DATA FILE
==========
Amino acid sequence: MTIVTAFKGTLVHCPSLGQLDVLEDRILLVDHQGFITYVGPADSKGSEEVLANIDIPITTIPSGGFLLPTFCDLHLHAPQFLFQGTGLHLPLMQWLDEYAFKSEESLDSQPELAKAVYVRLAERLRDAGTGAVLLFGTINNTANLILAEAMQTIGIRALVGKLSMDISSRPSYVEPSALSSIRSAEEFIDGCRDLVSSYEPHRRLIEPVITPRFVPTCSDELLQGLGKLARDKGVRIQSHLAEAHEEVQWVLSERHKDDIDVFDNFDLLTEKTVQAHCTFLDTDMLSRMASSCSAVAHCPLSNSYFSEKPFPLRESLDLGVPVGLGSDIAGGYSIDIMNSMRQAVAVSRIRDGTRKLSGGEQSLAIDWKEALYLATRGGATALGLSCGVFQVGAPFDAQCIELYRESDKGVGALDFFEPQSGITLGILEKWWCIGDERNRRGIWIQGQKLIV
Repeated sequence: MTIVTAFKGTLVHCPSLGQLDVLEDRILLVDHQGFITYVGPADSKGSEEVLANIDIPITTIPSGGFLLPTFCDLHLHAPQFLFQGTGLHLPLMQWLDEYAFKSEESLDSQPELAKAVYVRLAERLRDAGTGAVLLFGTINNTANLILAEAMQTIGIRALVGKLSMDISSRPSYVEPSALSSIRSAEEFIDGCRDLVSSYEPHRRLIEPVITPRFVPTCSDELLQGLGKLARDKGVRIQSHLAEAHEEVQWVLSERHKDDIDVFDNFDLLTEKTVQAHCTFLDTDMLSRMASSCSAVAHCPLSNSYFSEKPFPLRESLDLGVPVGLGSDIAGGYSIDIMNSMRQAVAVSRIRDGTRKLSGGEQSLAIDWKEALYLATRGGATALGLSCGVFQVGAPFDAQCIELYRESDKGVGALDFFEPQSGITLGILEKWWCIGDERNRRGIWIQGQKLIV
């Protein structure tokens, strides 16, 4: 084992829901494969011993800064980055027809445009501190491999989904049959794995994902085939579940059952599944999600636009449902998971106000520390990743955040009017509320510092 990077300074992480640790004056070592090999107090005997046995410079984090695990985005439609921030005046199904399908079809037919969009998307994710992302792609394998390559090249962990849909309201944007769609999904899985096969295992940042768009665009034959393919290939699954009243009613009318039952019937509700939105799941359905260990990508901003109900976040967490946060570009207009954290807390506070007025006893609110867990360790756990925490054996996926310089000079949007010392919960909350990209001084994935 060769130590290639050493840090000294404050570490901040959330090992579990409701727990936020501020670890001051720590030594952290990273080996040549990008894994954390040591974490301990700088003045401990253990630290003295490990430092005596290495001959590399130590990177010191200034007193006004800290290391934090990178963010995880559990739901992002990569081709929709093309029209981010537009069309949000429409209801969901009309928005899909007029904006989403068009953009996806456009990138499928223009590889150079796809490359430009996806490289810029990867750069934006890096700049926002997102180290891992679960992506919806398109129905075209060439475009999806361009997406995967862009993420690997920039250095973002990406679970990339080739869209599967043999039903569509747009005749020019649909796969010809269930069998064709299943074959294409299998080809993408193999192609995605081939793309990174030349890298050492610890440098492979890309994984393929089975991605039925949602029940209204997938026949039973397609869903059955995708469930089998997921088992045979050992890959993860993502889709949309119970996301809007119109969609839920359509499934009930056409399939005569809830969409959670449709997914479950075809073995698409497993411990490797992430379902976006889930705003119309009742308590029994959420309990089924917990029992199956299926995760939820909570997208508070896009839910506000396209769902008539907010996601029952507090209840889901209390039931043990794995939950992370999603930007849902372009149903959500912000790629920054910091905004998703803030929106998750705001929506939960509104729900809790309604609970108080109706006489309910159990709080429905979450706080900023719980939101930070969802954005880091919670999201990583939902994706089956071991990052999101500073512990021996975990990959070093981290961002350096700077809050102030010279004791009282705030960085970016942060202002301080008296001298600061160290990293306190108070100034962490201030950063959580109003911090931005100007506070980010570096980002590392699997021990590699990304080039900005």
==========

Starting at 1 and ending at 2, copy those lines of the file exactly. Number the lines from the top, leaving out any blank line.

Amino acid sequence: MTIVTAFKGTLVHCPSLGQLDVLEDRILLVDHQGFITYVGPADSKGSEEVLANIDIPITTIPSGGFLLPTFCDLHLHAPQFLFQGTGLHLPLMQWLDEYAFKSEESLDSQPELAKAVYVRLAERLRDAGTGAVLLFGTINNTANLILAEAMQTIGIRALVGKLSMDISSRPSYVEPSALSSIRSAEEFIDGCRDLVSSYEPHRRLIEPVITPRFVPTCSDELLQGLGKLARDKGVRIQSHLAEAHEEVQWVLSERHKDDIDVFDNFDLLTEKTVQAHCTFLDTDMLSRMASSCSAVAHCPLSNSYFSEKPFPLRESLDLGVPVGLGSDIAGGYSIDIMNSMRQAVAVSRIRDGTRKLSGGEQSLAIDWKEALYLATRGGATALGLSCGVFQVGAPFDAQCIELYRESDKGVGALDFFEPQSGITLGILEKWWCIGDERNRRGIWIQGQKLIV
Repeated sequence: MTIVTAFKGTLVHCPSLGQLDVLEDRILLVDHQGFITYVGPADSKGSEEVLANIDIPITTIPSGGFLLPTFCDLHLHAPQFLFQGTGLHLPLMQWLDEYAFKSEESLDSQPELAKAVYVRLAERLRDAGTGAVLLFGTINNTANLILAEAMQTIGIRALVGKLSMDISSRPSYVEPSALSSIRSAEEFIDGCRDLVSSYEPHRRLIEPVITPRFVPTCSDELLQGLGKLARDKGVRIQSHLAEAHEEVQWVLSERHKDDIDVFDNFDLLTEKTVQAHCTFLDTDMLSRMASSCSAVAHCPLSNSYFSEKPFPLRESLDLGVPVGLGSDIAGGYSIDIMNSMRQAVAVSRIRDGTRKLSGGEQSLAIDWKEALYLATRGGATALGLSCGVFQVGAPFDAQCIELYRESDKGVGALDFFEPQSGITLGILEKWWCIGDERNRRGIWIQGQKLIV